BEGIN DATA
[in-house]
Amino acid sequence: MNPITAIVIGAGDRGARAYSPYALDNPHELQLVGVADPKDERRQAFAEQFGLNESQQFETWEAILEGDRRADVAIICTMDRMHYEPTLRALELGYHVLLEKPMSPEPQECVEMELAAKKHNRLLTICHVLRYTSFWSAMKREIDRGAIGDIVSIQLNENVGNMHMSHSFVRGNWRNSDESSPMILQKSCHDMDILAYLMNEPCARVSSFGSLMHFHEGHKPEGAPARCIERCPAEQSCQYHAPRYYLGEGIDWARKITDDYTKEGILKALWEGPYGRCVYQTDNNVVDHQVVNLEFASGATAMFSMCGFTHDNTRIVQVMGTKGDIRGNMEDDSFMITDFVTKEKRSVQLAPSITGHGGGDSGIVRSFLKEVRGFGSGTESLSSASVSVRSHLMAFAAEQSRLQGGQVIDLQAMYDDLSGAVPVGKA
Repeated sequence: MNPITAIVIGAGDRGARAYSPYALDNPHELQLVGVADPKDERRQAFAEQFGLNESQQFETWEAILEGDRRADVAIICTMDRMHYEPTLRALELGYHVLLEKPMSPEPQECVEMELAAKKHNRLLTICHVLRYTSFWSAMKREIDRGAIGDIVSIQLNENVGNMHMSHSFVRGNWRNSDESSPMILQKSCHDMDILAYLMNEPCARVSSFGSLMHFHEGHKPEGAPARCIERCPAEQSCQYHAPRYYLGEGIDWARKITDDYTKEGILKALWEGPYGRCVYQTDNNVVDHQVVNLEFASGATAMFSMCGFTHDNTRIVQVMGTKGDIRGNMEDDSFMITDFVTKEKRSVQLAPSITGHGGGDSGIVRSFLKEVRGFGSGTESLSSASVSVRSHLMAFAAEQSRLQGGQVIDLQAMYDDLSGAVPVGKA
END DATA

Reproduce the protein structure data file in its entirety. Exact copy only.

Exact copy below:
[in-house]
Amino acid sequence: MNPITAIVIGAGDRGARAYSPYALDNPHELQLVGVADPKDERRQAFAEQFGLNESQQFETWEAILEGDRRADVAIICTMDRMHYEPTLRALELGYHVLLEKPMSPEPQECVEMELAAKKHNRLLTICHVLRYTSFWSAMKREIDRGAIGDIVSIQLNENVGNMHMSHSFVRGNWRNSDESSPMILQKSCHDMDILAYLMNEPCARVSSFGSLMHFHEGHKPEGAPARCIERCPAEQSCQYHAPRYYLGEGIDWARKITDDYTKEGILKALWEGPYGRCVYQTDNNVVDHQVVNLEFASGATAMFSMCGFTHDNTRIVQVMGTKGDIRGNMEDDSFMITDFVTKEKRSVQLAPSITGHGGGDSGIVRSFLKEVRGFGSGTESLSSASVSVRSHLMAFAAEQSRLQGGQVIDLQAMYDDLSGAVPVGKA
Repeated sequence: MNPITAIVIGAGDRGARAYSPYALDNPHELQLVGVADPKDERRQAFAEQFGLNESQQFETWEAILEGDRRADVAIICTMDRMHYEPTLRALELGYHVLLEKPMSPEPQECVEMELAAKKHNRLLTICHVLRYTSFWSAMKREIDRGAIGDIVSIQLNENVGNMHMSHSFVRGNWRNSDESSPMILQKSCHDMDILAYLMNEPCARVSSFGSLMHFHEGHKPEGAPARCIERCPAEQSCQYHAPRYYLGEGIDWARKITDDYTKEGILKALWEGPYGRCVYQTDNNVVDHQVVNLEFASGATAMFSMCGFTHDNTRIVQVMGTKGDIRGNMEDDSFMITDFVTKEKRSVQLAPSITGHGGGDSGIVRSFLKEVRGFGSGTESLSSASVSVRSHLMAFAAEQSRLQGGQVIDLQAMYDDLSGAVPVGKA